For the uninitiated, in 1930 Bernays was retained by a consortium of book publishers. His charge was simple: sell more books. Bernays solution: build more bookshelves. Knowing that man hates a void, he figured if he could get architects and builders to include more bookshelves in homes and apartments, they’d fill up with books.

How did he do it? Bernays asked respectable public figures – CEOs, senators, lawyers, doctors —  to name the books that influenced and inspired them. He released the findings to the press with a spin: “accomplished people have all been influenced by books.” He then marketed the significant press coverage to home builders with the recommendation that if they wanted to sell to a more desirable clientele, they needed to install built-in bookcases. Ever notice how all homes built in the late 30s, 40s and beyond have built-ins? Needless to say, the sale of books increased significantly.

Barnes and Noble and Amazon were just handed a similar opportunity. The chance to get behind a social media initiative that celebrates books, their impact on people’s lives and the fact that even the Twitterati, those allegedly least inclined to read (according to Carr), willingly share the books that mattered to them is an easy marketing idea waiting to happen.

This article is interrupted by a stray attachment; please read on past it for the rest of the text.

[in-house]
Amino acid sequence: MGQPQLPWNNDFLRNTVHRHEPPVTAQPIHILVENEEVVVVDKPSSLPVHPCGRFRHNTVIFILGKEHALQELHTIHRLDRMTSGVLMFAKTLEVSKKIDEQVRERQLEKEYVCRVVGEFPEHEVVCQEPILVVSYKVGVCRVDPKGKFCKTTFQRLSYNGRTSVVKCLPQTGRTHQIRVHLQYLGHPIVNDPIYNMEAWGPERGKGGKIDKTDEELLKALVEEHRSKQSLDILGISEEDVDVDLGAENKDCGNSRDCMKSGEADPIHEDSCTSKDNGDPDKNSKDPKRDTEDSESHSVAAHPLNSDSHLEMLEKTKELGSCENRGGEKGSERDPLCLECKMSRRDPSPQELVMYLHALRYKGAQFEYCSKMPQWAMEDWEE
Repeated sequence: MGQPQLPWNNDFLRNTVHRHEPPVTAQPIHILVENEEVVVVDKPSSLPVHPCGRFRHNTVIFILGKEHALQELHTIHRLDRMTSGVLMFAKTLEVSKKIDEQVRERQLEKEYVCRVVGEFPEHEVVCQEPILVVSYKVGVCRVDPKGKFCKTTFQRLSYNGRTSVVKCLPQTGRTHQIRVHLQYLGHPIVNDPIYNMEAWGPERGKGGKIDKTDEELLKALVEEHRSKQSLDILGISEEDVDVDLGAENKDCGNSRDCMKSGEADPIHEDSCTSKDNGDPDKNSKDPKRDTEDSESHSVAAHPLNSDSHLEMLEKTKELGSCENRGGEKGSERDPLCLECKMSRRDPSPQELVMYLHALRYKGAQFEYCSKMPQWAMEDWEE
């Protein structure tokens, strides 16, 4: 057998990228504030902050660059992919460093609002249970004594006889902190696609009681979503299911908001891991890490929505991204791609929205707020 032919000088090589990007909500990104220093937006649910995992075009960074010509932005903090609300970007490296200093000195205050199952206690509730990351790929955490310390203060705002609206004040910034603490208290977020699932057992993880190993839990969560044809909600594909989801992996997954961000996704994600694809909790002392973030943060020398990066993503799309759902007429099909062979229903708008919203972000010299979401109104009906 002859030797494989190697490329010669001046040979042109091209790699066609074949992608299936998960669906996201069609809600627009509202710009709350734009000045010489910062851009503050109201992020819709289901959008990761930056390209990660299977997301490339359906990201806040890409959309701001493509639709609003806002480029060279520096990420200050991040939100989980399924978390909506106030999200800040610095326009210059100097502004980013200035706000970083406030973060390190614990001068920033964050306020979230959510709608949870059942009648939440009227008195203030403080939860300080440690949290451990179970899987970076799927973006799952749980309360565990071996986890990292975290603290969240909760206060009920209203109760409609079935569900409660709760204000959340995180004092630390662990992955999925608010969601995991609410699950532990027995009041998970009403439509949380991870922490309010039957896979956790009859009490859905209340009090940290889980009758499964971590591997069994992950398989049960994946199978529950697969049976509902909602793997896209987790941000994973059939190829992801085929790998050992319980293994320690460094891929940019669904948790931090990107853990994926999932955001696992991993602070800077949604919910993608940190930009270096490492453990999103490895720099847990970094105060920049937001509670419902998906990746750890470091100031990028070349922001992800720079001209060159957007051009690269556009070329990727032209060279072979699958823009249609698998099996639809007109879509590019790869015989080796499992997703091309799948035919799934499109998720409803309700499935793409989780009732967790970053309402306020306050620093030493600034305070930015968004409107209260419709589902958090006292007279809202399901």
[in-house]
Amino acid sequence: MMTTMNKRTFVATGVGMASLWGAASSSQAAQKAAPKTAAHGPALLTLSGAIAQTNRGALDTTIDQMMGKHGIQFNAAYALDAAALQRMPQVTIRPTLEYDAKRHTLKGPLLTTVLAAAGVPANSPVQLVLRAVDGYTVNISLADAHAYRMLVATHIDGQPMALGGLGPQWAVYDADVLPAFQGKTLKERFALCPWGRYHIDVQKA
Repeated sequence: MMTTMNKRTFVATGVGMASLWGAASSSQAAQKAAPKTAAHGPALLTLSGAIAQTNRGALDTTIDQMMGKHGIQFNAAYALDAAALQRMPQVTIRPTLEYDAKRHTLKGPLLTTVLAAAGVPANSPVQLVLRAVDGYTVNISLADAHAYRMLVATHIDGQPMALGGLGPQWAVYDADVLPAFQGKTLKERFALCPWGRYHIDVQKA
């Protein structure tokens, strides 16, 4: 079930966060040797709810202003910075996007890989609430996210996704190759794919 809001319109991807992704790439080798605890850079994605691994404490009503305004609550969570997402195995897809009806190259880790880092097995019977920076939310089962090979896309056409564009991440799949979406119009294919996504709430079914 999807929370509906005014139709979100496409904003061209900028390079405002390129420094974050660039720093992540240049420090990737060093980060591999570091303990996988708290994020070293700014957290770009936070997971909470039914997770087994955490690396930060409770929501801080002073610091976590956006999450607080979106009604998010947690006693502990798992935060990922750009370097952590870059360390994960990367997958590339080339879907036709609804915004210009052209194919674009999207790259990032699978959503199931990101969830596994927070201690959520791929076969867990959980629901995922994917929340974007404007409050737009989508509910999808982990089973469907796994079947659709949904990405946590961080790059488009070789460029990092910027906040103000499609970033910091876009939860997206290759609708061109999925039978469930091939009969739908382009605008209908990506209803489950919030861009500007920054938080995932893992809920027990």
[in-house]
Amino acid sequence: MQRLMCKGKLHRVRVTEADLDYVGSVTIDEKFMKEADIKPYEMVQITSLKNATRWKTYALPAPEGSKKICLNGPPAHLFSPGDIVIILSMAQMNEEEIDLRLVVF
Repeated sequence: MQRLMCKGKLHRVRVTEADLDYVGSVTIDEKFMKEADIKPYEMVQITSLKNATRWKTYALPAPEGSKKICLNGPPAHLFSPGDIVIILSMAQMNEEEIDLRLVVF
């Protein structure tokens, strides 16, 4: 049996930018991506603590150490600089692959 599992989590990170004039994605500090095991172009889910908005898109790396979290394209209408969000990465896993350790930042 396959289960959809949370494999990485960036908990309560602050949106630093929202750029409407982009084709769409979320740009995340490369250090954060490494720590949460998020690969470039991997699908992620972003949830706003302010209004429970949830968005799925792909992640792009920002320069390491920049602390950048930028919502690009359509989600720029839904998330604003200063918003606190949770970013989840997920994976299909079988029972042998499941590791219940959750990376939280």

From the looks of it neither Barnes and Noble nor Amazon bought the URL inspired by Orlean. But they should have.

It’s  not too late for them to get more active on Twitter, pick up on discussions like this and turn them into ideas that help sell more books. Whether it’s simply to engage with the community already commenting or to take the idea and turn it into something even bigger.

What do you think? Don’t you wish your brand were handed opportunities like this?